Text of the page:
Wednesday, February 3, 2016

Do You Qualify for a Psychiatric Service Dog?

Service dogs helps people with all kinds of disabilities, including psychiatric disabilities like post-traumatic stress disorder, bipolar disorder and schizophrenia. I have post-traumatic stress disorder and received a service dog, a yellow lab named Isaac, a little over a year ago. Not everyone with a psychiatric condition qualifies for a service dog, however. To qualify for a psychiatric service dog, you must be disabled by your condition and there must be tasks a dog can be trained to do to mitigate your disability.
Are You Disabled?
To qualify for a service dog, you must be disabled according to the definition given in the Americans with Disabilities Act (ADA), which says a disability is a condition that significantly limits your ability to perform basic life activities, like seeing, hearing, walking, thinking and communicating. PTSD causes me to have significant difficulty thinking and communicating at times. Note that you might qualify for Society Security disability and still not be disabled according to the ADA. On the other hand, you might be able to work and therefore not qualify for Social Security disability but still be disabled under the ADA definition and therefore still qualify for a psychiatric service dog. Talk to your doctor or therapist if you aren’t sure if you are disabled according to the ADA definition.
Can a Dog Be Trained to Do Tasks to Mitigate Your Disability?
Think about what things you are unable to do for yourself because of your psychiatric condition. Some of the things I was unable to do because of my PTSD included remembering to take my anxiety medication when I have an anxiety attack (normally I am able to take my medication on my own but during an anxiety attack, I can’t think clearly and just forget to take it unless someone reminds me) and walking into a dark room. Your doctor or therapist can help you make a list of things you can’t do on your own.
Once you have a list of things you cannot do for yourself, think about how someone else (human, dog, robot, whatever) could do them for you or help you do them. For instance, my service dog is trained to bring my medication to me when I start to have an anxiety attack (he knows to do that when he sees signs that I am getting increasingly anxious, like crying, rocking back and forth, clenching my fists, and breathing harder than normal) and to turn on lights. If you’re not sure if a dog could be trained to do the things you need done, talk to a dog trainer about that.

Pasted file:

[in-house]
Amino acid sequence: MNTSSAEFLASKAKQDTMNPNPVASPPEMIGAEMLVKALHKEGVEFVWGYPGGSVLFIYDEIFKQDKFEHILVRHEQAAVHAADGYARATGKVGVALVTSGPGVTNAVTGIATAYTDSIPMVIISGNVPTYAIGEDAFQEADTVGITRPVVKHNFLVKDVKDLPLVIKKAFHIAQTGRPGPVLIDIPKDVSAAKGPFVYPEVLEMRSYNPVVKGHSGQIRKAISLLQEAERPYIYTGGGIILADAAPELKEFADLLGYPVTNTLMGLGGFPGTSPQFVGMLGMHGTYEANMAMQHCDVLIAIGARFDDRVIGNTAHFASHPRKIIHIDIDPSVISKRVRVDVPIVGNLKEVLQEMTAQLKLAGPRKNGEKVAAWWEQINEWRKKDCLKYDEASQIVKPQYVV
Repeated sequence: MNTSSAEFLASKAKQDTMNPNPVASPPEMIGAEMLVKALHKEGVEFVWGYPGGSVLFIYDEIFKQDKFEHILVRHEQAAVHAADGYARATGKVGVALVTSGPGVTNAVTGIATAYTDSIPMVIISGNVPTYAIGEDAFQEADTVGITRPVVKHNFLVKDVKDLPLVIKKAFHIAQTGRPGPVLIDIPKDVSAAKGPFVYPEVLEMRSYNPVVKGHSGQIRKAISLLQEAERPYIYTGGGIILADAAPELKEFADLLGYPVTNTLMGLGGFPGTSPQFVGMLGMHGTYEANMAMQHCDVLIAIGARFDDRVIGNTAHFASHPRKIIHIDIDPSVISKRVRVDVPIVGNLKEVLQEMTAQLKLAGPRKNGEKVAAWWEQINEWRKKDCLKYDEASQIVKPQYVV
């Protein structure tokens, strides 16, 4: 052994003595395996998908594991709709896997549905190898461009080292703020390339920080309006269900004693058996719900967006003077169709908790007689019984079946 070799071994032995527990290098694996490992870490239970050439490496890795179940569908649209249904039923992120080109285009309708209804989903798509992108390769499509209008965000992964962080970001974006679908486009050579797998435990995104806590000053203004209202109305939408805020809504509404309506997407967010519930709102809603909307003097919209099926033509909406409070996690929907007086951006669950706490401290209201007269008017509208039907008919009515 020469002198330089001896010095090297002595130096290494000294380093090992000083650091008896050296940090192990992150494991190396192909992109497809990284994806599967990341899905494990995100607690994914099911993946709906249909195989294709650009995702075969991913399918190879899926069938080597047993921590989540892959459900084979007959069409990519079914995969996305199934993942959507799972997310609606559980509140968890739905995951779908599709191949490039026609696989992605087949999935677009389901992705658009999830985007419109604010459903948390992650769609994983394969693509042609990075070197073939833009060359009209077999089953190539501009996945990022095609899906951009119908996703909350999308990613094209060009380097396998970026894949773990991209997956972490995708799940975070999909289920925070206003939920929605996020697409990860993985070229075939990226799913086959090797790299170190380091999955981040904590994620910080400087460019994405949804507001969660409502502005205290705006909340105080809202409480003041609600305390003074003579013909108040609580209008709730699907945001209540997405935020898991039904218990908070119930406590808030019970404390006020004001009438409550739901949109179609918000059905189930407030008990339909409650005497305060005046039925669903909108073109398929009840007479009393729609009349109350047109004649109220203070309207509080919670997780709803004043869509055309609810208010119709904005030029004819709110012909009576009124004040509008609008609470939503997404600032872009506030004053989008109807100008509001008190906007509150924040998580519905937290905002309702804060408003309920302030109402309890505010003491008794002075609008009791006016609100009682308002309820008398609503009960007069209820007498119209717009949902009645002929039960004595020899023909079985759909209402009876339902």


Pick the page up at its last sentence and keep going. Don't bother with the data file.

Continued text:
Keep in mind the fact that a service dog must be trained to do specific tasks to mitigate your disability. According to the U.S. Department of Justice, providing emotional support or comfort isn’t considered a trained task. For instance, when I feel anxious, petting Isaac makes me feel calmer. That’s not a trained task, though. If he wasn’t trained to do specific tasks to mitigate my disability, like bringing me medication and turning on lights, he would not be a service dog.
Other Things to Consider
In order to qualify for a psychiatric service dog, you need to be able to care for a dog, of course. Can you afford the cost of dog food, toys, veterinary care and other supplies? Does your psychiatric condition make it difficult to handle daily tasks like feeding, walking and grooming a dog? If you need to be hospitalized for a short time, who would take care of your service dog?
If anxiety is part of your condition, how will you feel going out in public with a service dog? People often stare at people with service dogs and sometimes ask personal questions or make rude comments. How will you handle any access disputes? If an employee tells you that you can’t bring your dog into a restaurant or store, will you be able to remain calm? You can discuss these issues with your therapist.

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